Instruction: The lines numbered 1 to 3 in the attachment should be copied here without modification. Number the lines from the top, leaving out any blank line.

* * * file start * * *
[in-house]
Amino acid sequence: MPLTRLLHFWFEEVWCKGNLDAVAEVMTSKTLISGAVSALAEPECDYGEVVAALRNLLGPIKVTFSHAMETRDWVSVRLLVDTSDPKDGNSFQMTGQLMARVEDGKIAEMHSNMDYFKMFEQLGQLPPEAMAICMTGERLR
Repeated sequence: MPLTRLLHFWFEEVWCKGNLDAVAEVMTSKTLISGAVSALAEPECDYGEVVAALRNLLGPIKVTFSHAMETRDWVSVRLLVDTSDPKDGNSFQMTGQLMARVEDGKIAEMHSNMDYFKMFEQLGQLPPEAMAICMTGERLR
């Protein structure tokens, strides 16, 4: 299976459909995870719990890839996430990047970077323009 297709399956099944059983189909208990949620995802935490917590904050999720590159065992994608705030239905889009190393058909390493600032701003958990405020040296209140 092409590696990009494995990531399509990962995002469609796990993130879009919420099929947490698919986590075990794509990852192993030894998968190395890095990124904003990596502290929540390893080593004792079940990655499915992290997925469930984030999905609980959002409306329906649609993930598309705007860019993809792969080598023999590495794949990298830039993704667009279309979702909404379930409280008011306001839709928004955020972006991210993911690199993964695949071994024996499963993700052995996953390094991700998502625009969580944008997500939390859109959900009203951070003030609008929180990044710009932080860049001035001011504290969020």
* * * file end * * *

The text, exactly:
[in-house]
Amino acid sequence: MPLTRLLHFWFEEVWCKGNLDAVAEVMTSKTLISGAVSALAEPECDYGEVVAALRNLLGPIKVTFSHAMETRDWVSVRLLVDTSDPKDGNSFQMTGQLMARVEDGKIAEMHSNMDYFKMFEQLGQLPPEAMAICMTGERLR
Repeated sequence: MPLTRLLHFWFEEVWCKGNLDAVAEVMTSKTLISGAVSALAEPECDYGEVVAALRNLLGPIKVTFSHAMETRDWVSVRLLVDTSDPKDGNSFQMTGQLMARVEDGKIAEMHSNMDYFKMFEQLGQLPPEAMAICMTGERLR